Concussions are mild traumatic brain injuries (TBIs) caused by impacts to the head. Concussions can occur when people fall, receive a blow, or are shaken. They can affect memory, coordination, balance, and concentration.
More than 2 million people in the United States are diagnosed with TBIs each year. Approximately 300,000 of these head injuries are sports-related incidents, and a majority of them are concussions. Concussions are the most frequent TBIs.
If you have ever had a concussion, you are familiar with the idea that you should not go to sleep after suffering one. But how true is that advice today? Should you avoid sleeping with a concussion, or is sleep good for this type of injury? Keep reading to find out — and learn how SONU Sleep can help you achieve comfortable, pain-free sleep while you recover.
How Do You Know If You Have a Concussion?
Symptoms of a concussion include:
- Blurry vision
- Ringing in the ears
A concussed person may have difficulty expressing themselves. Their responses may be delayed, and their speech may be slurred. Some concussed victims lose consciousness temporarily.
For days after the injury, a concussed person may experience disturbed sleep, abnormal taste and smell, and sensitivity to light. They may appear irritable, exhibit signs of depression and memory loss, or be sensitive to light and sound.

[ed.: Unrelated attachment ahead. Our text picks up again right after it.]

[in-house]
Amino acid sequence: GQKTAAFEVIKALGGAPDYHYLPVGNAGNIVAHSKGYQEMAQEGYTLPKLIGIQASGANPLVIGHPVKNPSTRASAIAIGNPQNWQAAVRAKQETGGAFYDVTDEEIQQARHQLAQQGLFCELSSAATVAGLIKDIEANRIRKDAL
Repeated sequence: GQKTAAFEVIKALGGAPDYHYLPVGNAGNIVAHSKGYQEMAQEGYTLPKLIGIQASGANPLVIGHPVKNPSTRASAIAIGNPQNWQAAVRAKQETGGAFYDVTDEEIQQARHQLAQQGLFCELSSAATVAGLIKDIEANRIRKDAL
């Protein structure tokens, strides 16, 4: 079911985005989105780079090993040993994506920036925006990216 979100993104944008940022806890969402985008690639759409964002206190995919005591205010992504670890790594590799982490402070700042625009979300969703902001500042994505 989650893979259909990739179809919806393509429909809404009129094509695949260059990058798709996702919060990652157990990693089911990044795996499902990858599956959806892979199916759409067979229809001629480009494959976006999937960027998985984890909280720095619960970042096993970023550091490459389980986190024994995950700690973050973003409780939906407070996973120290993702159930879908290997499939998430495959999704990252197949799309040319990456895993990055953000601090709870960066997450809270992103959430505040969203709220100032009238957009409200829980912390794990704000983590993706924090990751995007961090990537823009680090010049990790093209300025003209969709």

Children with concussions experience some of the same symptoms as adults, like irritability, sleep disturbances, and vomiting. However, they may also experience seizures, loss of balance, change in eating habits, and listlessness. Children with concussions may also appear dazed or cry excessively.
Can You Sleep With a Concussion?
It is a common misconception that a person with a concussion should not fall asleep. It was believed that allowing someone with a concussion to fall asleep could lead to them falling into a coma.
This misconception is due to lucid intervals, which occur when someone wakes up after being unconscious but is experiencing brain bleeding. Lucid intervals only occur in a small number of concussion cases.
Today, many medical professionals claim that it is safe for someone with a concussion to fall asleep. In fact, it is sometimes advised for a person with a concussion to get some rest.
However, concussed people typically experience sleep disturbances due to their injuries. These disturbances may include sleeping more or less than usual or having trouble falling asleep. A concussed person might also experience fragmented sleep, where they wake up one or more times per night.
For some people who have had a concussion, their sleep problems may persist for years. One study found that some concussed patients were getting at least one more hour of sleep per night up to 18 months post-accident. Even though these people slept an hour more, they experienced excessive daytime sleepiness.
If a sleep disorder is detected in a TBI victim 18 months after their injury, the victim will likely continue having sleep issues for two years or more. While getting enough sleep is important for the healing of the brain, experiencing excessive sleepiness can put people in danger of accidents or the inability to concentrate on their regular activities.